The Origins of 25 Monsters, Ghosts, and Spooky Things

iStock
iStock

Though dressing up as an angel is acceptable, it’s ghouls and goblins that truly capture our imaginations during the Halloween season. As lit jack-o’-lanterns beckon and monsters lurk in the shadows, we explore the origins of 25 frightful things that go bump—or boo—in the night.

1. JACK-O’-LANTERNS

Two carved pumpkins set against a background of glowing woods
iStock

The name “jack-o’-lantern” comes from an Irish myth, in which a man called Stingy Jack tricks the Devil and ends up condemned to walk the earth, unable to get into heaven or hell. According to the tale, the original lantern was a carved-out turnip Jack used to light his way as he wandered in the dark. When Irish immigrants brought this story to America, they discovered that pumpkins, native to their new home, made an even spookier candle-holder.

2. ZOMBIES

Three zombies reaching for the viewer against a stormy sky
iStock

The flesh-eating creatures of movies galore are Haitian in origin—animated corpses raised by Voodoo priests, called bokors. Once reanimated, the zombies would remain under the control of the bokor and do their bidding. The creatures first entered widespread popular culture in the 1929 book The Magic Island by William Seabrook and three years later in the film White Zombie, though our modern zombies have come to be associated more with plagues and viruses than sorcery.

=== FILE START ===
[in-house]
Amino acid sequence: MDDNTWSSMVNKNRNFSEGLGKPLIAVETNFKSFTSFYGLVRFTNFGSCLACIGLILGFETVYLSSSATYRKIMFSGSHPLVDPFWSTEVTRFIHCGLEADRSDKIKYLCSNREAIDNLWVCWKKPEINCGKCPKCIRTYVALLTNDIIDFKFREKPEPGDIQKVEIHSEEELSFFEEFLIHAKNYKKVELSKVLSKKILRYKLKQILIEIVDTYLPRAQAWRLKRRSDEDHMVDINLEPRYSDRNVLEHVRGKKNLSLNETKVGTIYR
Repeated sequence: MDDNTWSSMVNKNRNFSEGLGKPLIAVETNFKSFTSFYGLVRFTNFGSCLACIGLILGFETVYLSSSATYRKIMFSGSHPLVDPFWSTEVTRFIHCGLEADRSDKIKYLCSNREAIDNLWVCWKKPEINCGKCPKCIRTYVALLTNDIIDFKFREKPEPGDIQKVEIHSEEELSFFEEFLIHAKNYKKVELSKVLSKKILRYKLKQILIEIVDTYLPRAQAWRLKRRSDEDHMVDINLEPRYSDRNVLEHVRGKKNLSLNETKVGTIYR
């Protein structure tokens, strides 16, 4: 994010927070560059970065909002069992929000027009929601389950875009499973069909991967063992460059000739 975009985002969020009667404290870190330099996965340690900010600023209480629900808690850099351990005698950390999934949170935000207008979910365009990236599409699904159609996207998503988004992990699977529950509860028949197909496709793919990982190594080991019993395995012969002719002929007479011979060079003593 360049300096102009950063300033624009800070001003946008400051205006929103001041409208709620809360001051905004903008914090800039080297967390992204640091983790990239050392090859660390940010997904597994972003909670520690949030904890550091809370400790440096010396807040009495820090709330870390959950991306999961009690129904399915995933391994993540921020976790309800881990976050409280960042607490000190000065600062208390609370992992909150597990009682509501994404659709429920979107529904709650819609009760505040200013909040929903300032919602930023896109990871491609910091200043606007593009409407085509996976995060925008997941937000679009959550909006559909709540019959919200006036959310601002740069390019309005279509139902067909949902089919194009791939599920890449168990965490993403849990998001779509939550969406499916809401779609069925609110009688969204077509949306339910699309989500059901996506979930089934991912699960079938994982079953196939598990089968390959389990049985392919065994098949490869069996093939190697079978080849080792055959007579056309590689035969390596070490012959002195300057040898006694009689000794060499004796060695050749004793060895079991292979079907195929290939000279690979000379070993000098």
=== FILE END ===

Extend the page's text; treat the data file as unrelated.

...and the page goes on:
3. CRYSTAL BALLS

A female fortune-teller with gold headdress and her arms raised near a glowing crystal ball
iStock

A fortune-teller’s staple, crystal balls may have been described by Pliny the Elder in the 1st century. In one chapter of his Natural History, he discusses magic performed with water, balls, and all sorts of other tools. Some scholars have associated these practices with the Druids, which Pliny also discusses. It's said that Druids would employ a procedure known as “scrying,” in which they stared into the reflective surfaces of mirrors, water, and, yes, crystals, to gain insight.

4. MUMMIES

A man dressed up as a mummy and reaching upwards
iStock

In ancient Egypt, mummification was a type of body preservation thought to be developed by people looking to mimic the way the desert kept bodies from decaying. As the popularity of all things Egyptian skyrocketed in Europe during the 19th century, the mummy and its supposed curse became a standard horror trope, appearing in stories by authors such as Bram Stoker, Sir Arthur Conan Doyle, and even Louisa May Alcott.

5. FRIDAY THE 13TH

The number thirteen on a street placard
iStock

So many of us fear the number 13 that there’s a word for it: triskaidekaphobia. The superstitions surrounding Friday the 13th, however, are less concrete. One theory traces it to the Last Supper, attended by 12 apostles and Jesus, and the fact that the crucifixion traditionally took place on a Friday. The combined fear of Fridays and the number 13, however, didn’t really take hold until the early 20th century, when Thomas Lawson published a book called (surprise) Friday, the Thirteenth.

6. TROLLS

A grinning troll-like woman painted in dark green
iStock